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One of the worst stretches for coverage (on O2, anyway) is Reading to London. High population density, flat, I can never see any reason for this.

FGW have their own train wifi which you can try. Can be a bit flakey.

The line which is always rubbish is Reading to Waterloo say east of Bracknell. Given how posh the areas you pass through - the signal drops regularly. Thankfully SWT have introduced on train wifi.
 

Carlisle

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First TPE used to claim (3/4 years ago) that providing wifi on their trains simply wasn't possible because of all the hills and tunnels on the Transpennine Route. ?

A rather poor excuse from Trans Pennine, after all Scotrail managed to provide free wifi despite many considerably larger hills and more rural locations than TPE routes :D
 
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Merseysider

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mrmartin said:
What is going on with providing better data coverage on these routes? In the franchise commitment Virgin Trains said they would provide free wifi powered by 4G, announced in June 2014, but have posted no news beyond tweets saying it is due to lack of lineside facilities by NR.
They wouldn't want to devalue their First Class offering now would they? It is Virgin after all. /cynic
 

tellytype

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I've been pitching this to deaf ears at NR & TOCs for a while. Especially as some of the major IP transit providers run their fibre along the railway. The mobile networks frankly don't give a toss about coverage of high traffic routes these days - just drive down any of our major motorways or take a run along the ECML or WCML & see. M2 or M20 in Kent? Forget it. Anyway, most of them are in a joint venture & don't even own the network. Besides, they're just there to return shareholder profits, customers, as in most industries these days, are merely an inconvenience.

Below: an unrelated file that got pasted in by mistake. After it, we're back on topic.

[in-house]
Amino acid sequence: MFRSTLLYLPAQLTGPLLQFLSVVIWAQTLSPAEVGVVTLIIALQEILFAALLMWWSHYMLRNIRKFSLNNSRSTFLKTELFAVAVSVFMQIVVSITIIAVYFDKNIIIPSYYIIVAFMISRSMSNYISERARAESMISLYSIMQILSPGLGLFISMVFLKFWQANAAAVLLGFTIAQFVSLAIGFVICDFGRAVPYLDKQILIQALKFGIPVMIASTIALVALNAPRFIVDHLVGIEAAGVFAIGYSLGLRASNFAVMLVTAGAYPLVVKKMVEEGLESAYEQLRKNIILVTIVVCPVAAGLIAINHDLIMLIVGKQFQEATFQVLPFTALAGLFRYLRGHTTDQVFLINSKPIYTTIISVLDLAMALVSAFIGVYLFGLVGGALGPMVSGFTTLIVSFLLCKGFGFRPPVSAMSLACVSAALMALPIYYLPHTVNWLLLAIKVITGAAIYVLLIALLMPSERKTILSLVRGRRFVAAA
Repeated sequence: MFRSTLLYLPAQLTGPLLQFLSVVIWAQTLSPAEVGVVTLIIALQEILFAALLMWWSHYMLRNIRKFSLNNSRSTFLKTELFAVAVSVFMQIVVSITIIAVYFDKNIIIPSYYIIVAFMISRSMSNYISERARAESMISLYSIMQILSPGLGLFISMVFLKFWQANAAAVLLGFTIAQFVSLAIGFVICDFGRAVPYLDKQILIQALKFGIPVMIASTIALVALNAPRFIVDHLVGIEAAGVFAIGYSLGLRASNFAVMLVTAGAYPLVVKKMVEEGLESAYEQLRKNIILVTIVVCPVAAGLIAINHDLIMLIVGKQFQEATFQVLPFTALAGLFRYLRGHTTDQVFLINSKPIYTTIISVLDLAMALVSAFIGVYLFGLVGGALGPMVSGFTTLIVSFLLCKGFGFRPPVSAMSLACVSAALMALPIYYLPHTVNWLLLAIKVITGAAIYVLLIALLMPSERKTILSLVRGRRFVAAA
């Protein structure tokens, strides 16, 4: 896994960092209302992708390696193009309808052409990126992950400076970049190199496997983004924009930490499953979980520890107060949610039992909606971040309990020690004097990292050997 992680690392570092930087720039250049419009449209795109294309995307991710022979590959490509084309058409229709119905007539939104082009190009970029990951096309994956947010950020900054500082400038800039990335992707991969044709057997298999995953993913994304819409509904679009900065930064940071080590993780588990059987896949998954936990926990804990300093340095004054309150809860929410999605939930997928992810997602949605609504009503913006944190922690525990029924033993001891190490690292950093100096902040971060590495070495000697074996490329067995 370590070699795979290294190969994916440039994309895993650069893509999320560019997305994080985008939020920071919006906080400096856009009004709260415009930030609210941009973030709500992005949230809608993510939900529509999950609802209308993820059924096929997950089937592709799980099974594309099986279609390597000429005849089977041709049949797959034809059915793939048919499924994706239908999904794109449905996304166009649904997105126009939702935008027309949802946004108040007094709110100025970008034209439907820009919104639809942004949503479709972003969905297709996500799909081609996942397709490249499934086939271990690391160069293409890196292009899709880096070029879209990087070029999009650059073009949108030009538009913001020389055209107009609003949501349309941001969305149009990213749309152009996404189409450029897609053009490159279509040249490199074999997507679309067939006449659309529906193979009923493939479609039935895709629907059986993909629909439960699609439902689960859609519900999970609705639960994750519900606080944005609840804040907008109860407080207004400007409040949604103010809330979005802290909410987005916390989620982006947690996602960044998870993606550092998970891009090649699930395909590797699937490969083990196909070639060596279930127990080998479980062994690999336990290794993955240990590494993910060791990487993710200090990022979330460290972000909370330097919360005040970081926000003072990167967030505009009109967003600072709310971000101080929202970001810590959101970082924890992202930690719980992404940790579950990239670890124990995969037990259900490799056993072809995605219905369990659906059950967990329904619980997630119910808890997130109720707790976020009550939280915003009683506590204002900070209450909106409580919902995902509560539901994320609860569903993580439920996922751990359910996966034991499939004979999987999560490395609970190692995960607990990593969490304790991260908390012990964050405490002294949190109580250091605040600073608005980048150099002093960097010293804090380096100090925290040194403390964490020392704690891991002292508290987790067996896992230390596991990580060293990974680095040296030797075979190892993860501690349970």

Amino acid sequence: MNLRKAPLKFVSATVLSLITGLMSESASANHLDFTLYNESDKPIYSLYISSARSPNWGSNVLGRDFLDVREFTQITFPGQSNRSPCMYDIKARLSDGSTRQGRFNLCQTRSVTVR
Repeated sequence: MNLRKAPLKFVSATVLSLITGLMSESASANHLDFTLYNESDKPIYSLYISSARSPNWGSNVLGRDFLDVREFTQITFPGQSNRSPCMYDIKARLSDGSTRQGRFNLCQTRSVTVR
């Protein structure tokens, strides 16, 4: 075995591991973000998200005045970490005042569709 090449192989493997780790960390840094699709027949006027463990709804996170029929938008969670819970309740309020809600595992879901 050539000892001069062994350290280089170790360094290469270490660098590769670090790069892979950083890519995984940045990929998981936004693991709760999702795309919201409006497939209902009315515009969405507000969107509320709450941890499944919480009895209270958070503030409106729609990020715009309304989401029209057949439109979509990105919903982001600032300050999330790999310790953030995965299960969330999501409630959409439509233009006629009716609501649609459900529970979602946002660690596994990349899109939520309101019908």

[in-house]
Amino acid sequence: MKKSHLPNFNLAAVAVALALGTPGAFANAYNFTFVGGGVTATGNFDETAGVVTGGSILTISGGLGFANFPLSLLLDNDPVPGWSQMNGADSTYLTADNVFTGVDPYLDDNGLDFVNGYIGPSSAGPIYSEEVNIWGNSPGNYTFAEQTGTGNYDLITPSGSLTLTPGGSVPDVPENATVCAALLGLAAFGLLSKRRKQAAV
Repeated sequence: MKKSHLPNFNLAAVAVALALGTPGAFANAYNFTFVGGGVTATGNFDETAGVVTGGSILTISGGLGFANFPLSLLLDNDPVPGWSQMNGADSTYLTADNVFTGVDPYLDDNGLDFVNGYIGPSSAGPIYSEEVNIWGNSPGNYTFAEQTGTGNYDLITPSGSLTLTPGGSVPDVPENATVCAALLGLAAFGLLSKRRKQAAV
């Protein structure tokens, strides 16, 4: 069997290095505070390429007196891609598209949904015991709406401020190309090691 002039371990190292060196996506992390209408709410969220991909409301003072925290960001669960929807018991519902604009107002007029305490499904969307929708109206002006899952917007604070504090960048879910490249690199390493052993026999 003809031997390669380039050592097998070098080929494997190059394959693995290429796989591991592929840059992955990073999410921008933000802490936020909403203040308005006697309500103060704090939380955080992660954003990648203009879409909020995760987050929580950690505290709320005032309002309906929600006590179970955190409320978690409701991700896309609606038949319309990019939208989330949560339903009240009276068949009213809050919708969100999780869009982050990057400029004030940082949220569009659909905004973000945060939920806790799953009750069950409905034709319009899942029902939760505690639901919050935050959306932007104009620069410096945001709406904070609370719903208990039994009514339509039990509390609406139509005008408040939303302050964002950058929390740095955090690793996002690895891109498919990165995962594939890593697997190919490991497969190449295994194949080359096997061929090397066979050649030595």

Proposal: A privately built, investor funded, backbone network which allows trains to back haul their onboard wifi at high speed, not the existing snail speed, to the Internet. They can charge as much as they like for the wifi, they pay us an acces charge per user, or per journey or something. Base stations colocated with GSMR infrastructure.

Benefit to NR? High speed connectivity all over the railway for its own workforce, not just S&T who have access to the right "plugs". Money from leasing space on their masts. Bingo!

Benefit to TOC: Revenues from wifi. Happier pax. IP connectivity for their own use - tills, communications, rostering, stock, live travel info etc.

The existing systems like Icomera et al just don't work very well & are essentially bolted together from old tech. Icomera themselves admitted as much to me back in 2011 when I was working with them on something else.

Spinoff of that is rural areas get high speed internet over wireless by way of repeaters.

IP transit providers are up for it, sounded out investment at an early stage, they seemed upbeat, but NR & the TOCs just ignored my emails or send on a wild goose chase to talk to a real human being.

But this is the UK in 2016....we couldn't possibly let someone with a good idea work with us without making it nigh on impossible, it's "not my job mate" & "not invented here" so get lost.......
 
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rf_ioliver

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I sort of assume it is because railways are difficult to cover, cuttings, tunnels etc? But by now you would have thought good coverage should be had on the majority of main lines?